E   You wrote in your book several times that you see patrimonial capitalism on the rise and that the recession of 2008 was in your view the first crisis of patrimonial capitalism in the 21st century. How do you define patrimonial capitalism and is it in your view still a problem?

I define it in comparison to previous periods particularly in European history. We had a first stage of patrimonial society in the 19th century and until World War I, with a very high level of assets and wealth relative to income. Then there was a complete change with the World War and it took a very long time – ideologically, politically and economically – to recover from this. What I mean by the return of patrimonial capitalism today is that we have for instance the market value of real estate and housing, of stock market assets which is now back to very high levels relative to one year of average wages or average income. Not everything is bad about this. We should not be nostalgic about the 1950s where everything was [socialized]. This was not just a positive policy compromise with wealth owners. It was also negative and [accompanied with] many disruptions. The return of patrimonial capitalism is something which is almost unavoidable but we need to regulate it and need to develop ways to prevent financial crises and housing bubbles and give access to property to broader segments of the population. This is a long-run evolution.

E   So patrimonial capitalism for you is not concentration of capital in the hand of a predefined class?

Not necessarily. I think there are different ways to regulate patrimonial capitalism, so even if we are still [living] in patrimonial capitalism, there are different forms of patrimonial capitalism and I want to push toward a more equitable [version].

E   Would you favor a land value tax to balance the inequalities of ownership in real estate?

I prefer a global wealth tax, a tax that must be on all forms of wealth, such as financial assets and real estate. It is very difficult to separate the land value from the real estate value from the value of financial assets of a company which are then used to buy real estate assets. I think the concept of a land tax doesn’t work. I want a tax on global wealth.

E   A tax on global wealth demands transparency on numbers, as you also stated in your book. But in this region, where transparency on numbers is very low, doesn’t this look to be a more than utopian concept when you can’t obtain the data on even the basic level such as tax records?

It is difficult [to remedy the lack of data] but even in the Middle East you have systems of property tax, which sometimes exist, and you have systems of inheritance tax, which sometimes exist or existed in the past in Egypt until the 1970s. We have to improve the system but don’t have to start from zero.

E   The notion of equality looks fanciful when we consider that we’ve never had equality in history. Is it like the virgin birth, which some faiths determined as a dogma but which is not of practical applicability?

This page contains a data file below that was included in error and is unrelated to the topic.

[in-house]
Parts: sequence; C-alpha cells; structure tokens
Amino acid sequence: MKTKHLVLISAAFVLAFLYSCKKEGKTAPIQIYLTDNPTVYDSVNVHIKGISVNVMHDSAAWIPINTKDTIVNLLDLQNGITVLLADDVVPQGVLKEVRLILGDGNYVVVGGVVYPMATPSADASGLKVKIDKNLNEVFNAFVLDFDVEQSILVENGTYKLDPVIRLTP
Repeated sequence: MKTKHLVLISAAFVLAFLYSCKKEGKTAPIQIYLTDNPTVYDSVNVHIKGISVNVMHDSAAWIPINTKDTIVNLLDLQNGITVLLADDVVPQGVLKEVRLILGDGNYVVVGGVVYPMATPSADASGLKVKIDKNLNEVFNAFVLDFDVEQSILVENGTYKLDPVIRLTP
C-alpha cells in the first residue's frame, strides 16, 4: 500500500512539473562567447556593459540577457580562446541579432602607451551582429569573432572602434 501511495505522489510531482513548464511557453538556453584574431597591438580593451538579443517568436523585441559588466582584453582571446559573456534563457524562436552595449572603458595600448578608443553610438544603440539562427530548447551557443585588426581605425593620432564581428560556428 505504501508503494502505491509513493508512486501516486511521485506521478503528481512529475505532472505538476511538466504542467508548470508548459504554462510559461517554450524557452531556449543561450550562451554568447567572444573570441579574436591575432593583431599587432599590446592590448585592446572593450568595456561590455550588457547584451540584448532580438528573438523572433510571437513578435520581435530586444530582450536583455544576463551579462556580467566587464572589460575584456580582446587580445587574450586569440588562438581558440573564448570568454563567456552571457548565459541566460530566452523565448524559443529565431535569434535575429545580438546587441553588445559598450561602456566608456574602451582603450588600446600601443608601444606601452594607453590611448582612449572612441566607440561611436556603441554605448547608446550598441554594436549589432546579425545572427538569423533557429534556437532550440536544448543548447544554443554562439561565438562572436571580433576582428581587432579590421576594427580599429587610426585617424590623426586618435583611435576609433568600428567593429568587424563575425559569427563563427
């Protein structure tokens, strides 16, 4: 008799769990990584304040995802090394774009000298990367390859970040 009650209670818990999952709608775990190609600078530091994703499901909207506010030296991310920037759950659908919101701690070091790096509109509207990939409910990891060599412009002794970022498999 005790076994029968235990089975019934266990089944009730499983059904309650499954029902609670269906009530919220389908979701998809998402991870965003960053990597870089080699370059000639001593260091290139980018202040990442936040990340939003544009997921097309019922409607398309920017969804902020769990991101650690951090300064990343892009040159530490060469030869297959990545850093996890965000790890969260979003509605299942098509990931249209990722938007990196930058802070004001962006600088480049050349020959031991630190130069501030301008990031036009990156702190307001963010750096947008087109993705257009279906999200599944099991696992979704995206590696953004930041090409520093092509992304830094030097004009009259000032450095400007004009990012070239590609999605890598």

The problem is not to have full equality but rather to moderate inequality.

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Thomas Schellen

Thomas Schellen is Executive's editor-at-large. He has been reporting on Middle Eastern business and economy for over 20 years. Send mail

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1 comment

benjamin weenen July 18, 2016 - 11:39 PM

Pikettys comment regarding Land Taxes shows a breathtaking level of ignorance. Given the vast amount of data we have regarding selling prices and rents, it’s very easy to compare like for like building types in different locations to get the underlying site values. To a large extent this isn’t even important, as with the correct tax structure the incidence can be made to only fall on Land. For example because the Council Tax in the UK is fixed into bands, it acts as a lump sum tax attached to a title deed rather than an individual or firm.

The point is because land by value is more highly concentrated than income or capital, than any attempt to shift taxes way from produced factors on to land will reduce inequality. An imperfect Land Tax is still going to do the job better than a flat property tax, which is better than taxing sales or income.

And because a LVT is optimally efficient we not only get a more equal share of the cake, but the cake gets bigger too. A win-win.

I suspect Piketty really interested that the State owns a large part of what people have earned, rather than reducing inequality. That is, he is first and foremost a control freak.

So, of course he doesn’t like Land Taxes, as they produce fair property rights that not only reduces inequality, but turns our neo-feudal economic system into a true free market Capitalist one. Leading to a vastly shrunken State apparatus.